An Immigration NZ decision to grant residency to a husband but not his wife is threatening to split a couple who have been married for more than 60 years.
Vandravandas Shah, 86, moved to Auckland with his wife, Taraben, 76, to be reunited with his only son and his family in 2007.
But Immigration NZ says Mrs Shah does not meet health requirements because she has osteoarthritis and is "likely to impose significant costs and demands" on the health system.
The couple, originally from the Indian state of Gujarat, applied for residence under the family category, and were denied a medical waiver by the department.
Mr Shah was granted residency after Mrs Shah was removed from the application in October 2009.
Mrs Shah has remained in the country on a visitor visa, which expires on February 28.
"The couple chose to withdraw Taraben Shah from the residence application, and were aware of the consequences of their decision," said Michael Carley, Immigration's visa services operations support manager.
He said the health requirements were there to ensure people who were not citizens or residents did not endanger public health or impose costs or demands on the health system.
Mr Carley said Mrs Shah was assessed in 2008 to have severe bilateral knee osteoarthritis with a high probability of needing surgical repair within four years.
Knee replacement costs were estimated at that time to be between $15,000 and $20,000 a knee, he said.
"Disorders such as osteoarthritis with a high probability of arthroplasty are among conditions deemed to impose significant costs and demands on health services," Mr Carley said.
Mrs Shah was also found to have other "significant medical conditions" including reduced hearing, which required a hearing aid, and reduced vision through cataracts that may require surgical repair.
Immigration officer Adam Peterson also said Mrs Shah's "potential contribution to New Zealand was unlikely to be significant".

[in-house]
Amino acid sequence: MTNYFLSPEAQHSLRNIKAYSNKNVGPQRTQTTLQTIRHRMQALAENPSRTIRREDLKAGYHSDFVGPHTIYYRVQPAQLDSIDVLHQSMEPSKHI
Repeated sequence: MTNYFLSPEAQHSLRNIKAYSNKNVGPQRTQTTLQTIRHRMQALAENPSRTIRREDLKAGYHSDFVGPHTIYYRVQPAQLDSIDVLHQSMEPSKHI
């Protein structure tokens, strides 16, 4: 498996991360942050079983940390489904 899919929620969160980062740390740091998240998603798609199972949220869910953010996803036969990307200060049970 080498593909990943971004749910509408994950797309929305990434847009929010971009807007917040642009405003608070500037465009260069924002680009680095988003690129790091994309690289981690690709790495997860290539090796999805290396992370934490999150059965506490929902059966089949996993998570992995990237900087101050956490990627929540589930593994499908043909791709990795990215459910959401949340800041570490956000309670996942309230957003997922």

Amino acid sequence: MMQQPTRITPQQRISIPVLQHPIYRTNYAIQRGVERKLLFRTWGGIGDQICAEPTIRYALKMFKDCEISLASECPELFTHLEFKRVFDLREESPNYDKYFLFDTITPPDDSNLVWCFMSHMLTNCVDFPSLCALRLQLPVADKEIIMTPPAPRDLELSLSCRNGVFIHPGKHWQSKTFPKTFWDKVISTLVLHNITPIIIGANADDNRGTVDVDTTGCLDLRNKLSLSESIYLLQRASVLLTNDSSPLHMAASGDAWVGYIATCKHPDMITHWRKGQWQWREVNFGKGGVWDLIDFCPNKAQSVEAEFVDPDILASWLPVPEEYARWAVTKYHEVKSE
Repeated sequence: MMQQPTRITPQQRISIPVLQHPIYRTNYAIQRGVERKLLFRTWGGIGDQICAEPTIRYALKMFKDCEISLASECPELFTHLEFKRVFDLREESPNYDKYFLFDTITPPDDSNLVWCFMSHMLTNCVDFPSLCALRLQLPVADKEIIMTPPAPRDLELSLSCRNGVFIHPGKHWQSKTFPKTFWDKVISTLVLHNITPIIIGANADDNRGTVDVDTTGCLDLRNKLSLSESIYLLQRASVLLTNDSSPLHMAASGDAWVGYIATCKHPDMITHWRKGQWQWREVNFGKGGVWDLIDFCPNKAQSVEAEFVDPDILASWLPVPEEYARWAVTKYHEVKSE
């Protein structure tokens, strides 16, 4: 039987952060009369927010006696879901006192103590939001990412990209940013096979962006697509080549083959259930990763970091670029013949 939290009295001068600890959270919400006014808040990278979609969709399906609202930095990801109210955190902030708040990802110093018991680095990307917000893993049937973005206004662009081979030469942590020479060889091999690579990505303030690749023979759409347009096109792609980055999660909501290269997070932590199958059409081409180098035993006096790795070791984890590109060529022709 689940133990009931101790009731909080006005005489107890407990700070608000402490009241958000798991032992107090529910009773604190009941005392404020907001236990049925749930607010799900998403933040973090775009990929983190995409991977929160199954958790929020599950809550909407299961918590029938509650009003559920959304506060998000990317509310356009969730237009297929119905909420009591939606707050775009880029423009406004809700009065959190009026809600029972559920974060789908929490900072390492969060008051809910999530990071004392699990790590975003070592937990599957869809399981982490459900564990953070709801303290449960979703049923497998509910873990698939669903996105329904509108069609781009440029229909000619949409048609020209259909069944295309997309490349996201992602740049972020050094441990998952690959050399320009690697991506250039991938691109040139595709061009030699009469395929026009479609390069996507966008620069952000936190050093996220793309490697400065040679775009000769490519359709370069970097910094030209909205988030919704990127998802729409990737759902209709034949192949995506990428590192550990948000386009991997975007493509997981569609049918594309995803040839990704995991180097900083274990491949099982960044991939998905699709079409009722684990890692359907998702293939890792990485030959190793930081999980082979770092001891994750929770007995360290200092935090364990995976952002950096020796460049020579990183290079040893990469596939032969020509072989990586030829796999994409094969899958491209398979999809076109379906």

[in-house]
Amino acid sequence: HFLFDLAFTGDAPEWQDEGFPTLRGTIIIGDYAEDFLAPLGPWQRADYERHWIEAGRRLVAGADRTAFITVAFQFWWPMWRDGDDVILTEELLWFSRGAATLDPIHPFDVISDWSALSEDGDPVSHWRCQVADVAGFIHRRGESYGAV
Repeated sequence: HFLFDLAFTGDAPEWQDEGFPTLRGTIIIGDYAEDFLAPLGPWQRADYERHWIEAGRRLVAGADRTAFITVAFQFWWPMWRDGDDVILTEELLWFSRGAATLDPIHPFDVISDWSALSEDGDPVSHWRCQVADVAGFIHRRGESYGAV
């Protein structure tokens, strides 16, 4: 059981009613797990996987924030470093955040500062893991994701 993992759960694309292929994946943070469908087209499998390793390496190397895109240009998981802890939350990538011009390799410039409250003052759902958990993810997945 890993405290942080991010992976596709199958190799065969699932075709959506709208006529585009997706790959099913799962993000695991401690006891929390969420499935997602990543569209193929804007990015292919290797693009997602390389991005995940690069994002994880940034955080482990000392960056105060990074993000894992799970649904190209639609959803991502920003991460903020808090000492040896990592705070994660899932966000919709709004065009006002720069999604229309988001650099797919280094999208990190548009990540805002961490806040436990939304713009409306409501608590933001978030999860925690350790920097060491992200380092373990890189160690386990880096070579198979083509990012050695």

Son Mukesh Shah, 48, said it was unfair that his parents had to be put in a position where "they have to live apart in their dying years".
"My father has been worried sick and my mother breaks down at the thought of having to return to India alone," said Mr Shah, a permanent resident.
Although the great-grandparents have a daughter in India, Mr Shah said it was "culturally unacceptable" for Indian parents to be living with their daughter, as it was seen as the son's responsibility to provide for them.
Mr Shah, who is a father of two and grandfather to one, said: "It will be a total loss of face for my family and my mother if she was forced to return to India."
He did not think his mother's condition was as bad as Immigration's medical assessors had made out, saying she still led an independent life, and did daily chores such as washing, cleaning and cooking for the family.
"Arthritis, bad hearing and bad eyesight are just common problems that most old people have," Mr Shah said.
"When I suggested they move to New Zealand it was so they can have a better life, and it really pains me to see the move could end up splitting them."
The couple's immigration adviser, Tika Ram, has written to the Office of the Ombudsmen seeking an investigation on whether the decision to deny Mrs Shah a medical waiver was properly made.
He said the department's decision, that could potentially break up the family, was "unfair and wrong".
"Mrs Shah should be granted a medical waiver so that she can remain with her husband and her family here," Mr Ram said.